For centuries a symbol of “the good life,” grapes fit even postage-stamp size (but sunny) gardens because they grow up, not out. After careful planting, grapes reward you luxuriously with plump fruit in two or three years. When calculating how and where to raise grapes, keep in mind that at least 150 days of frost-free weather are needed.
Although most grapes are self-fertile (Scuppernong is an exception), you’ll get best results by planting two different varieties in your yard or garden. Choosing the right variety for your part of the country is important. For Denver area, Campbel Early, Concord, Niagara, Niabell, Blue Lake Catawba, Delaware. Some seedless varieties include Himrod, Interlaken, Concord Seedless, and Romulus.
Choose a site that offers protection from strong winds and unexpected late frosts. A northern slope is perfect because temperatures are generally more even there. If possible, run vines in an east-west line to cut down on shade cast on vines by the trellis. This also will help dry up rain or dew quickly, cutting down on diseases.
Grapes need a nutrient-rich and well-drained soil. Before planting, would in moderate amounts of rotted manure or compost. Do not overfertilize. Rampant vines are soft and tender and will succumb easily to severe weather.
In the spring, as soon as the soil will accept a spade, plant one- or two-year-old vines obtained from a reliable nursery or garden supply center. Set vines in the soil so that the soil line matches original planting depth at the nursery. Then cut back all vines and branches to a single stem with at least three remaining bugs. If plants are planted in rows, allows seven to eight feet between vines.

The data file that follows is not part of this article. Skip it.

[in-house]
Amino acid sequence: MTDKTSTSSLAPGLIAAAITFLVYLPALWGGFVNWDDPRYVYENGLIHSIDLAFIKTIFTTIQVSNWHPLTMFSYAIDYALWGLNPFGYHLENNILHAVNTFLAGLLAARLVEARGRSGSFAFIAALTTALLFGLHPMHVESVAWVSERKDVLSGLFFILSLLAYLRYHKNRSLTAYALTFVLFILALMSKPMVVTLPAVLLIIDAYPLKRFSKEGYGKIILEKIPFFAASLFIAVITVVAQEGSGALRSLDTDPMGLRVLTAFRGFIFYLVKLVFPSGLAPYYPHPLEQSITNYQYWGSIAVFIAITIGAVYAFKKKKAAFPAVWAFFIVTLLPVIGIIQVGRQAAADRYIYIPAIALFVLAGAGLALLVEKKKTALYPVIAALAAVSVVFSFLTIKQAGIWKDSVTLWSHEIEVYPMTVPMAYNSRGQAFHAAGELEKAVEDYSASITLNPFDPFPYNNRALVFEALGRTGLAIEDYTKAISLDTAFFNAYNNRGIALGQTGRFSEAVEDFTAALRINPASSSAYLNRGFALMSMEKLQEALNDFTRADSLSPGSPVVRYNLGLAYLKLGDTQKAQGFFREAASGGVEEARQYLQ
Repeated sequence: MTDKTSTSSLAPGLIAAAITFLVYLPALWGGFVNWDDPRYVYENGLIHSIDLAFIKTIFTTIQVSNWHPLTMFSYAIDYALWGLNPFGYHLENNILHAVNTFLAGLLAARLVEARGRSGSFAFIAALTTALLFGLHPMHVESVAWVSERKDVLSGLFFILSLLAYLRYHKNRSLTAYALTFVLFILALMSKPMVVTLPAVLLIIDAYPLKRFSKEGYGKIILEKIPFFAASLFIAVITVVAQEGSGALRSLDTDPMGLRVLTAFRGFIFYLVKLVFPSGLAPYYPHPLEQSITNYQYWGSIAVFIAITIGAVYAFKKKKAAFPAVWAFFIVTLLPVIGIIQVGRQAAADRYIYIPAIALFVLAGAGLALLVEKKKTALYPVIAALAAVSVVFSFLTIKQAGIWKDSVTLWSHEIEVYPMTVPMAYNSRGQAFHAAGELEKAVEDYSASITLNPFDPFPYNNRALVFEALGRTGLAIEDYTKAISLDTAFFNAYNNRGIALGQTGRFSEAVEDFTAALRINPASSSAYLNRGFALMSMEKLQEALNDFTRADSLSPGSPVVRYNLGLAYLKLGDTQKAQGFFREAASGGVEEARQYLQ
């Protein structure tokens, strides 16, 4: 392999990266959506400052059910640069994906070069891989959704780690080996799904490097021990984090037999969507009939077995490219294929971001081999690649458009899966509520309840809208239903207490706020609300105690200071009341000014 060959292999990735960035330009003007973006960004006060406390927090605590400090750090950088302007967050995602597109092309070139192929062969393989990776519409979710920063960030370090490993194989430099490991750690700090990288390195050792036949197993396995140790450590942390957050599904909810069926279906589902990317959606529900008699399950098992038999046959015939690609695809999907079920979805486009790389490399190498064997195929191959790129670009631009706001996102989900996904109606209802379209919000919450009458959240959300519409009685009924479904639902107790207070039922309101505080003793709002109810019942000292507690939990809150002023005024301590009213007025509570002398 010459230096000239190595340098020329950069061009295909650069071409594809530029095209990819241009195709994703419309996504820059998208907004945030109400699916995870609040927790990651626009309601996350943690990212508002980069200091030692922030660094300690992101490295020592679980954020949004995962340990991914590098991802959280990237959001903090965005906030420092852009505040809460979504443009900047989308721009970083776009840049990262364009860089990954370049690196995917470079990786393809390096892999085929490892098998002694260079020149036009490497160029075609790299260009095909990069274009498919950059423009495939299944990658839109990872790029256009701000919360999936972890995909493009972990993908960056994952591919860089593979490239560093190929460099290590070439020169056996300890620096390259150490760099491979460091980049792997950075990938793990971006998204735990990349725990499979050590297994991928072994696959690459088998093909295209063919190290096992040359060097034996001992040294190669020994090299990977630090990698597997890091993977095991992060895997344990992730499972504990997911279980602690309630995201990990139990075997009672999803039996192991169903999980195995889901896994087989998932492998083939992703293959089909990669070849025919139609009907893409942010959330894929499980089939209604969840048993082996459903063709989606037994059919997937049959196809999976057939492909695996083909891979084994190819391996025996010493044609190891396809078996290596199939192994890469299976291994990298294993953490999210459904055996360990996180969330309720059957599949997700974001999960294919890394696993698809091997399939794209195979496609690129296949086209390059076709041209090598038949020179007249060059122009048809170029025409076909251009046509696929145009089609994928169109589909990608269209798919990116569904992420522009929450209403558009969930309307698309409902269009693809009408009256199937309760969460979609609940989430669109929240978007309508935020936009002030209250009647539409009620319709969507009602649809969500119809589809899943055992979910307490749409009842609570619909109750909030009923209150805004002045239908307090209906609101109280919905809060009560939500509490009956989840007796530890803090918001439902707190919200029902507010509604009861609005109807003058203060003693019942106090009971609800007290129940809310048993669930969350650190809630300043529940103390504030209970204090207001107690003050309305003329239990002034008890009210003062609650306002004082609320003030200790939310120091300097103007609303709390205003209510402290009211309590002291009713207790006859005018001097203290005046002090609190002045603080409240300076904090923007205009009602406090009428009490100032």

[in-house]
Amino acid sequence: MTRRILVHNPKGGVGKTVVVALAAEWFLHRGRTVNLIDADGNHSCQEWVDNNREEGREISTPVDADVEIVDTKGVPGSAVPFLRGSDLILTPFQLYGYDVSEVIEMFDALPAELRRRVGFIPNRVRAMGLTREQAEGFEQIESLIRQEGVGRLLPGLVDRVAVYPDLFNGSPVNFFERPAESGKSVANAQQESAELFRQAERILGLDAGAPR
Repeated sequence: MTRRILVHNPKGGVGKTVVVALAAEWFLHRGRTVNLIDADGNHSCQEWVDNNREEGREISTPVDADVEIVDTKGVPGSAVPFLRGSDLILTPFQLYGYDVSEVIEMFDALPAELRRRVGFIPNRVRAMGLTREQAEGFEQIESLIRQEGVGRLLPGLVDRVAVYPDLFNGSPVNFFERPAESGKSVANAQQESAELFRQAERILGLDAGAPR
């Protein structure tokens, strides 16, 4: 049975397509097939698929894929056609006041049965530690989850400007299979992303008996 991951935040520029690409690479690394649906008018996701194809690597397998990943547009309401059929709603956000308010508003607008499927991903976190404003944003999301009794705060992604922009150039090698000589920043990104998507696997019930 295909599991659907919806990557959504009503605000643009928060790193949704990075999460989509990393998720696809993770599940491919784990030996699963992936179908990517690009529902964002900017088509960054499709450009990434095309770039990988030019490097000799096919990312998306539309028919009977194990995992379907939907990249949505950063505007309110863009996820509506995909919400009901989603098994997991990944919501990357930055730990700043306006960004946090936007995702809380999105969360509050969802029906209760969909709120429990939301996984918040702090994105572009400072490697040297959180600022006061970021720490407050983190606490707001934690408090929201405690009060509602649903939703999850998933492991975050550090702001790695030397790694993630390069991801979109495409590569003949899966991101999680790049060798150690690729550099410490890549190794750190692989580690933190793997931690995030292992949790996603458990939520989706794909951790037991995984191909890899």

Care & Feeding
Grapevines will twist and twine around everything within reach unless snipped and trained to grow where you want them. If you want shade for a patio or screening for privacy, limit pruning to the removal of scraggly growth and old canes. For quantities of luscious clusters, serious pruning is in order each year. The most popular training method is called the four-arm Kniffin system. The idea is to prune vines in such a way that four canes are allowed to develop and bear fruit, while four spurs are carefully preserved for the following year.
First, construct a trellis consisting of two stout posts sunk into the ground. Then stretch two wires so the bottom wire is about 30-36 inches from the ground. The second wire should be 24-30 inches above the first. After the first season and during the midwinter or very early spring when the plant is dormant, tie the central cane to the top wire. If there is a confusion of canes, select the most vigorous for the central stem. Cut the cane off slightly above the wire and snip off all other growth. If the cane doesn’t quite reach the top wire, fasten a piece of bamboo or lath as a bridge between the wires and tie the cane to the wood.
After the second or third season, new growth will be vigorous enough to select four of the best canes for the “arms.” Cut back to about ten buds per cane and tie to upper and lower wires. Also, leave stubs with two buds each to become next year’s renewal canes. Then remove all other canes and stubs. Every winter the previously bearing canes are removed to make room for the renewal growth.
Well-rotted manure is the best fertilizer for grapes. If none is available, use a good garden fertilizer – a pound and a half for each mature vine.
Insects & Diseases
Thwart the host of diseases and bugs with prevention. Plant vines in a sunny, fairly open spot where good air circulation is assured. To protect against fungal diseases, use a reliable fungicide at rates recommended on the label. If insects threaten to defoliate the vine, spray thoroughly with an insecticide labeled for use against them. Some growers shroud the ripening clusters in paper bags as a defense against wasps and bees.
Don’t be fooled by a purple grape. Most varieties change color well before they have arrived at peak ripeness and flavor. Let taste me your guide. A fully ripe grape, ready for picking, will be sweet and bursting with juice. To harvest, cut the entire cluster from the vine.